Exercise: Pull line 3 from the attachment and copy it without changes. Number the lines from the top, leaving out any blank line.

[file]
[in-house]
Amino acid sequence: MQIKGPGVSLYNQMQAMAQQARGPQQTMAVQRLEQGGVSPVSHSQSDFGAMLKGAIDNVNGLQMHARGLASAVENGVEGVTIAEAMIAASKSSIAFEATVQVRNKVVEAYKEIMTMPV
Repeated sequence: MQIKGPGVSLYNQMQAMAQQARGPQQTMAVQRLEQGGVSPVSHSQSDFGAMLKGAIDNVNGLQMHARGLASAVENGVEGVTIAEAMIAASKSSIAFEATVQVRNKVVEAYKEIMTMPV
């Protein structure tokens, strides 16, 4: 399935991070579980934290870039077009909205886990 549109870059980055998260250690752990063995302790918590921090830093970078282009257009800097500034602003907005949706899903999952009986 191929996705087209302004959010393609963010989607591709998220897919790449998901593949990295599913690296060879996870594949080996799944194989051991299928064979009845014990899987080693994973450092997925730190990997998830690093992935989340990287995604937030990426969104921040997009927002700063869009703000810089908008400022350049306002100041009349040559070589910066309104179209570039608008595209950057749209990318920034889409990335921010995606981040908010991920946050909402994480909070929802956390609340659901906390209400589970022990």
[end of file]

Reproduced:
Repeated sequence: MQIKGPGVSLYNQMQAMAQQARGPQQTMAVQRLEQGGVSPVSHSQSDFGAMLKGAIDNVNGLQMHARGLASAVENGVEGVTIAEAMIAASKSSIAFEATVQVRNKVVEAYKEIMTMPV